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Baltimore Maryland -- Star Spangled Banner History

We sat in a small theater at Fort McHenry National Monument & Historic Shrine in Baltimore. The introductory film affording us the story of Francis Scott Key and "The Star Spangled Banner" was winding down. An instrumental recording of the National Anthem began to play.

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As the drapery covering an expansive window gradually unfurled and the anthem continued past the part about the ramparts we watched, the theater full of visitors gazed outside. There was Fort McHenry, our view dominated by a star-spangled banner, similar to the one Key glimpsed when he put pen to paper, and flying exactly where Key had seen it. Our fellow audience members spontaneously stood, faced the fort commenced singing "The Star-Spangled Banner."

The spirit of patriotism is alive in Baltimore, thanks to its singular place in history.

The Tale of the National Anthem

While Philadelphia may have Betsy Ross and the legend of the nation's first flag, Baltimore is the home of the Star Spangled Banner. Fort McHenry National Monument is the first stop on a trio of Baltimore sites that tell the tale of the National Anthem.

Fort McHenry National Monument

"Even if it was not for the Star Spangled Banner, this would be an important place," announces Fort McHenry interpreter. The Battle of Baltimore was fought two years into the War of 1812, a war that was not supposed to last long and a war that sorely divided the nation. The war's opponents said President James Madison began military action against Great Britain purely for political reasons, wanting to look strong while running for reelection. Proponents of the war, including the majority of Baltimoreans, called it the second war of independence. To them, the anti-war contingent were traitors to their nation.

Sound familiar?
Of course, the minutiae of the War of 1812 is more complex, but suffice it to say that the young nation's morale was at all time low. The British Navy had been attacking the United State's merchant ships and the Yanks decided the time had come to teach Great Britain a lesson. That was attempted by invading the British territory of Canada, yet each battle there resulted defeat after defeat.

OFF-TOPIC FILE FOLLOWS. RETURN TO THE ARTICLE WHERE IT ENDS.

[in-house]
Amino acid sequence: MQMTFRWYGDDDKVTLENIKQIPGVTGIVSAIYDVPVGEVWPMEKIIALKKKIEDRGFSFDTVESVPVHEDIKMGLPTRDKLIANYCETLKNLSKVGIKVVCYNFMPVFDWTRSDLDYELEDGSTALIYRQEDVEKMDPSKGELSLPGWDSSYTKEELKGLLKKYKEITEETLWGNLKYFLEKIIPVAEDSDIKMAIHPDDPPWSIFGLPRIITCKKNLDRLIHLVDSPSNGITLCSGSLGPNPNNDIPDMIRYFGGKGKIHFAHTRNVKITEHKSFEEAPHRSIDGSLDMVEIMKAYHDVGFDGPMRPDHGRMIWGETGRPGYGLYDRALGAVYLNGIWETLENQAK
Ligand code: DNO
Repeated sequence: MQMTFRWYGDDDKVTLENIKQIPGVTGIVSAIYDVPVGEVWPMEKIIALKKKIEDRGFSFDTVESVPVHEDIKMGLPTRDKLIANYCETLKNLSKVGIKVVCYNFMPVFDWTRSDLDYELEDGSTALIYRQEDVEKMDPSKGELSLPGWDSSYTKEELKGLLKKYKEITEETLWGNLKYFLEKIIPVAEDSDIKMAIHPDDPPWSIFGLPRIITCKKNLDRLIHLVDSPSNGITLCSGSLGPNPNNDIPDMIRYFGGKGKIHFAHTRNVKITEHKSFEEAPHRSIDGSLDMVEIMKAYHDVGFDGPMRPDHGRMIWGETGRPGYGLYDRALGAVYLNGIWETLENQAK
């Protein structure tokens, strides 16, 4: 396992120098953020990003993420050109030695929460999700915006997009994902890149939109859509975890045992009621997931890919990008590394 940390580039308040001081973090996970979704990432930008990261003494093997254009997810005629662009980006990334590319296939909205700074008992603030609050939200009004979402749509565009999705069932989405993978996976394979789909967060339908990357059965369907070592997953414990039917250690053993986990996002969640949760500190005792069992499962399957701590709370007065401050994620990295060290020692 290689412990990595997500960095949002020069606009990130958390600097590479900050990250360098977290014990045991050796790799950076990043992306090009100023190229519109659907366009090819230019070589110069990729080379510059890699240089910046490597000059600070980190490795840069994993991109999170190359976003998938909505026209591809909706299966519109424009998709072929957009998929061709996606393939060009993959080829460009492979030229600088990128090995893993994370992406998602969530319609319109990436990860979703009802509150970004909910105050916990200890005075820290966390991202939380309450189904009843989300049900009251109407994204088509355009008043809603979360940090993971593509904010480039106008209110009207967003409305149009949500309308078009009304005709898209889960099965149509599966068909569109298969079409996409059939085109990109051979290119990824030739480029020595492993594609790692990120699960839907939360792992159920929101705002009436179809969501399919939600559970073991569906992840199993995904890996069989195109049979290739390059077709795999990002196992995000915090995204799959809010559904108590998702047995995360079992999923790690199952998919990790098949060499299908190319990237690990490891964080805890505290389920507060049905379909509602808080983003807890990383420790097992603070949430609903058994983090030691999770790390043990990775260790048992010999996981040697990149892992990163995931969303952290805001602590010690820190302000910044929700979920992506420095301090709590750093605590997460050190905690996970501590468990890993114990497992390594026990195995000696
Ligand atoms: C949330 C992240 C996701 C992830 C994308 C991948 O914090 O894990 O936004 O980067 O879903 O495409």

But after the defenders of Fort McHenry withstood an onslaught from British frigates and bomb ships, the crush of thunder and ravaging rains the night of September 13-14, 1814, the poorly paid and under-equipped Americans had finally earned something special: respect.

As we stand looking o'er the ramparts towards the Patapsco River, our interpreter pointed out the approximate location of the ship where Francis Scott Key spent the night. Although he wrote poems and songs as a hobby, Key was an attorney by trade and was on a mission. His job was to negotiate the release of a friend, Dr. William Beanes, a prisoner on a British ship following an arrest for violating a pledge of good conduct in an earlier battle.

Photo by Michael Schuman He related the story of this Key to immortality. While docked in the truce ship about four miles from the fort, the lawyer jotted down notes about what he was witnessing. It wasn't pretty. An American soldier said, "We felt like pigeons tied by the legs to be shot at." Key finished his poem, then titled "Defence (sic) of Fort McHenry," a couple of days later, on the evening of September 16. The poem was published the next day and almost instantaneously sung to the tune of a popular British air titled, "To Anacreon in Heaven," the same melody we sing Key's words to today.

Our guided tour finished, we took a walk outside and inside the wood and brick fort. Inside the rooms are reproduced barracks and standing displays. The powder magazine is filled with faux gunpowder kegs stamped with the name: "E.I. Dupont de Nemours & Co., 1813." Long before Dupont became famous for making Nylon and Teflon, the young company was a gunpowder manufacturer.

Cannons on the bastions point towards the modern Francis Scott Key Bridge, while as at most National Park Service sites historic markers are plentiful. The one at bastion number five overlooking the Patapsco River reads, "If you had been standing on this rampart on the morning of September 11, 1814, you would have had a close-up view of the dramatic scene Francis Scott Key described in our National Anthem."

The same marker also addresses a nagging question posed by historians for years. It notes, "Many doubt Key could have seen the flag from two miles away." But it answers its own skeptical statement. The flag was large, it reads, 30 by 42 feet and Key probably watched the battle through spyglasses. In addition, the banner's colors would have shined when lit up by the exploding gunfire.

Maryland Historical Society Museum

Photo by Michael Schuman Key's original manuscript has lasted the years and is displayed at the museum of the Maryland Historical Society in Baltimore's Mount Vernon section. Because of the document's fragile condition, it is exhibited only for a few minutes hourly. Those who come late see an exact replica.